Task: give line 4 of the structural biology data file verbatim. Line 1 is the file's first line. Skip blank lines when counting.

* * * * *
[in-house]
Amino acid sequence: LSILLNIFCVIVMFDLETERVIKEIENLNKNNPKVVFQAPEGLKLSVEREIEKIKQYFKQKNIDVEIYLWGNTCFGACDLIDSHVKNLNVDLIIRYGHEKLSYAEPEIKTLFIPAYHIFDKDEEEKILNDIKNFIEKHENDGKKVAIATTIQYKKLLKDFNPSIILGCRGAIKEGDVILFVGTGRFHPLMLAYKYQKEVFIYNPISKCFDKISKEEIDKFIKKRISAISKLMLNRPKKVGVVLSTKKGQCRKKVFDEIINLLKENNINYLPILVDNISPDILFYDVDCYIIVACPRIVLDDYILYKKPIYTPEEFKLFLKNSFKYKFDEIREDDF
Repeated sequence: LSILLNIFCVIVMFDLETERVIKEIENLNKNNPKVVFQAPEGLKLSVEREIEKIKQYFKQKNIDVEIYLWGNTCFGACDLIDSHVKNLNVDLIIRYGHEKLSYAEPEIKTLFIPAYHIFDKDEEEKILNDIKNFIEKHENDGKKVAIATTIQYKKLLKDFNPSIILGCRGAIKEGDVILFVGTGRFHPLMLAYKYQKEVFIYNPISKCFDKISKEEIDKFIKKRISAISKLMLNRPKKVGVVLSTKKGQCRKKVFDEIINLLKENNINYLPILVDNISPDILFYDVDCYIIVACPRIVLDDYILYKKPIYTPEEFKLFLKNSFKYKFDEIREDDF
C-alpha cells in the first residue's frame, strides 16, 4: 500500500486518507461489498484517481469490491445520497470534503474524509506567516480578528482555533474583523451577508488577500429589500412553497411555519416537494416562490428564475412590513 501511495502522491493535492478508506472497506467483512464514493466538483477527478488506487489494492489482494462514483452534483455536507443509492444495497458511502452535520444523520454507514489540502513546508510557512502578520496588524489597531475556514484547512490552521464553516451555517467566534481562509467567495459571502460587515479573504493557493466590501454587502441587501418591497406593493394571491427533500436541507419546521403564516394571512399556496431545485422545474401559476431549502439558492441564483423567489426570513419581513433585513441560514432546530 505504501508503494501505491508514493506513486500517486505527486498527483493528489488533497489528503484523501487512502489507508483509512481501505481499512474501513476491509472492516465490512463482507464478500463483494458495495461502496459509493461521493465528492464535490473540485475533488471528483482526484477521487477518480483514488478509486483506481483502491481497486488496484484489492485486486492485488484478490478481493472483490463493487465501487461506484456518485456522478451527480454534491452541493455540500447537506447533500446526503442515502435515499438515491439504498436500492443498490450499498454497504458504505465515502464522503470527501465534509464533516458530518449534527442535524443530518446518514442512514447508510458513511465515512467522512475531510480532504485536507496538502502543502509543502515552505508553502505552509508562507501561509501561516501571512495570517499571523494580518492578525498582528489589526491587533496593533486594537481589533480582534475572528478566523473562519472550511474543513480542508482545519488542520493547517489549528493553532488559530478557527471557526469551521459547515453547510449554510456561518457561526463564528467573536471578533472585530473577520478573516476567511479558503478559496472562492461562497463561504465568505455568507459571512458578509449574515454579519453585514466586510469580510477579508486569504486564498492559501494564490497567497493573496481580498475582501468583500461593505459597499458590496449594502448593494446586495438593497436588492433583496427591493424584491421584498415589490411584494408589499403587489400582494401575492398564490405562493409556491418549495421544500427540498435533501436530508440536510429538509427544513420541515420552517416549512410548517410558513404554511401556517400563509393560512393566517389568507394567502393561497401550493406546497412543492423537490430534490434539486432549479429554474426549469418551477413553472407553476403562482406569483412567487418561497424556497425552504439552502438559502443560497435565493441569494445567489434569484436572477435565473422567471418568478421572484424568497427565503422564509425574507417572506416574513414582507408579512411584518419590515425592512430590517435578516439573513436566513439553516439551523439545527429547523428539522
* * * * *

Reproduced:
C-alpha cells in the first residue's frame, strides 16, 4: 500500500486518507461489498484517481469490491445520497470534503474524509506567516480578528482555533474583523451577508488577500429589500412553497411555519416537494416562490428564475412590513 501511495502522491493535492478508506472497506467483512464514493466538483477527478488506487489494492489482494462514483452534483455536507443509492444495497458511502452535520444523520454507514489540502513546508510557512502578520496588524489597531475556514484547512490552521464553516451555517467566534481562509467567495459571502460587515479573504493557493466590501454587502441587501418591497406593493394571491427533500436541507419546521403564516394571512399556496431545485422545474401559476431549502439558492441564483423567489426570513419581513433585513441560514432546530 505504501508503494501505491508514493506513486500517486505527486498527483493528489488533497489528503484523501487512502489507508483509512481501505481499512474501513476491509472492516465490512463482507464478500463483494458495495461502496459509493461521493465528492464535490473540485475533488471528483482526484477521487477518480483514488478509486483506481483502491481497486488496484484489492485486486492485488484478490478481493472483490463493487465501487461506484456518485456522478451527480454534491452541493455540500447537506447533500446526503442515502435515499438515491439504498436500492443498490450499498454497504458504505465515502464522503470527501465534509464533516458530518449534527442535524443530518446518514442512514447508510458513511465515512467522512475531510480532504485536507496538502502543502509543502515552505508553502505552509508562507501561509501561516501571512495570517499571523494580518492578525498582528489589526491587533496593533486594537481589533480582534475572528478566523473562519472550511474543513480542508482545519488542520493547517489549528493553532488559530478557527471557526469551521459547515453547510449554510456561518457561526463564528467573536471578533472585530473577520478573516476567511479558503478559496472562492461562497463561504465568505455568507459571512458578509449574515454579519453585514466586510469580510477579508486569504486564498492559501494564490497567497493573496481580498475582501468583500461593505459597499458590496449594502448593494446586495438593497436588492433583496427591493424584491421584498415589490411584494408589499403587489400582494401575492398564490405562493409556491418549495421544500427540498435533501436530508440536510429538509427544513420541515420552517416549512410548517410558513404554511401556517400563509393560512393566517389568507394567502393561497401550493406546497412543492423537490430534490434539486432549479429554474426549469418551477413553472407553476403562482406569483412567487418561497424556497425552504439552502438559502443560497435565493441569494445567489434569484436572477435565473422567471418568478421572484424568497427565503422564509425574507417572506416574513414582507408579512411584518419590515425592512430590517435578516439573513436566513439553516439551523439545527429547523428539522